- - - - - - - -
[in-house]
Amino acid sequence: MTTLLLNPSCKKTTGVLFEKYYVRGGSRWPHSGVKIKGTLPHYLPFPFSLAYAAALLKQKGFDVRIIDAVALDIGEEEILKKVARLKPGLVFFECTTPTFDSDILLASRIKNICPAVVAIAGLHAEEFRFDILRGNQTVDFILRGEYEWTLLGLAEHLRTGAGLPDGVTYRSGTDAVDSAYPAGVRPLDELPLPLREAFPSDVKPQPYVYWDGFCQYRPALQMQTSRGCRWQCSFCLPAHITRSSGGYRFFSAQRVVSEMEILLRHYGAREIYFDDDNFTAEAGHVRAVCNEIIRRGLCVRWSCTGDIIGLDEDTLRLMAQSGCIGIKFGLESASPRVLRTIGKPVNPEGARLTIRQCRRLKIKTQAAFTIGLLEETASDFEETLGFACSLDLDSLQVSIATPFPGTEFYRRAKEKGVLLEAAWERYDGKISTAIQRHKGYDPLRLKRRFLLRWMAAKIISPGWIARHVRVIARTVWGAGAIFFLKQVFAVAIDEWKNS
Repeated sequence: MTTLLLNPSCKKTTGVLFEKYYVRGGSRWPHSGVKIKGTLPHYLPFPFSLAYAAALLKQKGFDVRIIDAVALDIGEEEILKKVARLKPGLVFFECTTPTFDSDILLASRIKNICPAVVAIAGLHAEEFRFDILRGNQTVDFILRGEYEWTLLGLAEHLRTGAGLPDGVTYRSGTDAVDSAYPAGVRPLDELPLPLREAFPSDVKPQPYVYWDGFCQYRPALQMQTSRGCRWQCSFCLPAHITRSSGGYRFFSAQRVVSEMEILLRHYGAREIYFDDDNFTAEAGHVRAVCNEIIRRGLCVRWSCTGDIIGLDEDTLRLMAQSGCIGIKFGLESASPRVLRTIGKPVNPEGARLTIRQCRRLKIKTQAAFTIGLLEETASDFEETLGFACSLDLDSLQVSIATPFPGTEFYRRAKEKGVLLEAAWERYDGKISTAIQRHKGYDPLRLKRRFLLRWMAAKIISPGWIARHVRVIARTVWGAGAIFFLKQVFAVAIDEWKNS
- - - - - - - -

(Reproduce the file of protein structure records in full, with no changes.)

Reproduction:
[in-house]
Amino acid sequence: MTTLLLNPSCKKTTGVLFEKYYVRGGSRWPHSGVKIKGTLPHYLPFPFSLAYAAALLKQKGFDVRIIDAVALDIGEEEILKKVARLKPGLVFFECTTPTFDSDILLASRIKNICPAVVAIAGLHAEEFRFDILRGNQTVDFILRGEYEWTLLGLAEHLRTGAGLPDGVTYRSGTDAVDSAYPAGVRPLDELPLPLREAFPSDVKPQPYVYWDGFCQYRPALQMQTSRGCRWQCSFCLPAHITRSSGGYRFFSAQRVVSEMEILLRHYGAREIYFDDDNFTAEAGHVRAVCNEIIRRGLCVRWSCTGDIIGLDEDTLRLMAQSGCIGIKFGLESASPRVLRTIGKPVNPEGARLTIRQCRRLKIKTQAAFTIGLLEETASDFEETLGFACSLDLDSLQVSIATPFPGTEFYRRAKEKGVLLEAAWERYDGKISTAIQRHKGYDPLRLKRRFLLRWMAAKIISPGWIARHVRVIARTVWGAGAIFFLKQVFAVAIDEWKNS
Repeated sequence: MTTLLLNPSCKKTTGVLFEKYYVRGGSRWPHSGVKIKGTLPHYLPFPFSLAYAAALLKQKGFDVRIIDAVALDIGEEEILKKVARLKPGLVFFECTTPTFDSDILLASRIKNICPAVVAIAGLHAEEFRFDILRGNQTVDFILRGEYEWTLLGLAEHLRTGAGLPDGVTYRSGTDAVDSAYPAGVRPLDELPLPLREAFPSDVKPQPYVYWDGFCQYRPALQMQTSRGCRWQCSFCLPAHITRSSGGYRFFSAQRVVSEMEILLRHYGAREIYFDDDNFTAEAGHVRAVCNEIIRRGLCVRWSCTGDIIGLDEDTLRLMAQSGCIGIKFGLESASPRVLRTIGKPVNPEGARLTIRQCRRLKIKTQAAFTIGLLEETASDFEETLGFACSLDLDSLQVSIATPFPGTEFYRRAKEKGVLLEAAWERYDGKISTAIQRHKGYDPLRLKRRFLLRWMAAKIISPGWIARHVRVIARTVWGAGAIFFLKQVFAVAIDEWKNS